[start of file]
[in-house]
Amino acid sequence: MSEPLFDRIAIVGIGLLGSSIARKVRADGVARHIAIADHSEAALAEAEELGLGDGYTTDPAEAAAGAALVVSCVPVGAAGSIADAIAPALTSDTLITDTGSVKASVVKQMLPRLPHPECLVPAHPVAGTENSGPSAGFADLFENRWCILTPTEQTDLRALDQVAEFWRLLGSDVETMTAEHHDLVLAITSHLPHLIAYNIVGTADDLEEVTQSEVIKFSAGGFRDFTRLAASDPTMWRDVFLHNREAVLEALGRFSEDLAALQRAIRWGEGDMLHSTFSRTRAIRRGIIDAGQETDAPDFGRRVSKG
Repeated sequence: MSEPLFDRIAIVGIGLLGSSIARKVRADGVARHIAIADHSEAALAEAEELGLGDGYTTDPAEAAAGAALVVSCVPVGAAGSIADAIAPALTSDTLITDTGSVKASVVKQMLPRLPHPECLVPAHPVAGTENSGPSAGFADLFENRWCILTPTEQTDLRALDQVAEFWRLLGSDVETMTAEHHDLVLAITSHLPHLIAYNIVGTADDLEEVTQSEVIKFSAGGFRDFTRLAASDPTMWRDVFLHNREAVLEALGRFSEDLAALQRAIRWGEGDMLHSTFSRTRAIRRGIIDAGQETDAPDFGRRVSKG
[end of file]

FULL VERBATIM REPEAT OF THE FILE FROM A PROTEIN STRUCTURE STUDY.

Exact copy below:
[in-house]
Amino acid sequence: MSEPLFDRIAIVGIGLLGSSIARKVRADGVARHIAIADHSEAALAEAEELGLGDGYTTDPAEAAAGAALVVSCVPVGAAGSIADAIAPALTSDTLITDTGSVKASVVKQMLPRLPHPECLVPAHPVAGTENSGPSAGFADLFENRWCILTPTEQTDLRALDQVAEFWRLLGSDVETMTAEHHDLVLAITSHLPHLIAYNIVGTADDLEEVTQSEVIKFSAGGFRDFTRLAASDPTMWRDVFLHNREAVLEALGRFSEDLAALQRAIRWGEGDMLHSTFSRTRAIRRGIIDAGQETDAPDFGRRVSKG
Repeated sequence: MSEPLFDRIAIVGIGLLGSSIARKVRADGVARHIAIADHSEAALAEAEELGLGDGYTTDPAEAAAGAALVVSCVPVGAAGSIADAIAPALTSDTLITDTGSVKASVVKQMLPRLPHPECLVPAHPVAGTENSGPSAGFADLFENRWCILTPTEQTDLRALDQVAEFWRLLGSDVETMTAEHHDLVLAITSHLPHLIAYNIVGTADDLEEVTQSEVIKFSAGGFRDFTRLAASDPTMWRDVFLHNREAVLEALGRFSEDLAALQRAIRWGEGDMLHSTFSRTRAIRRGIIDAGQETDAPDFGRRVSKG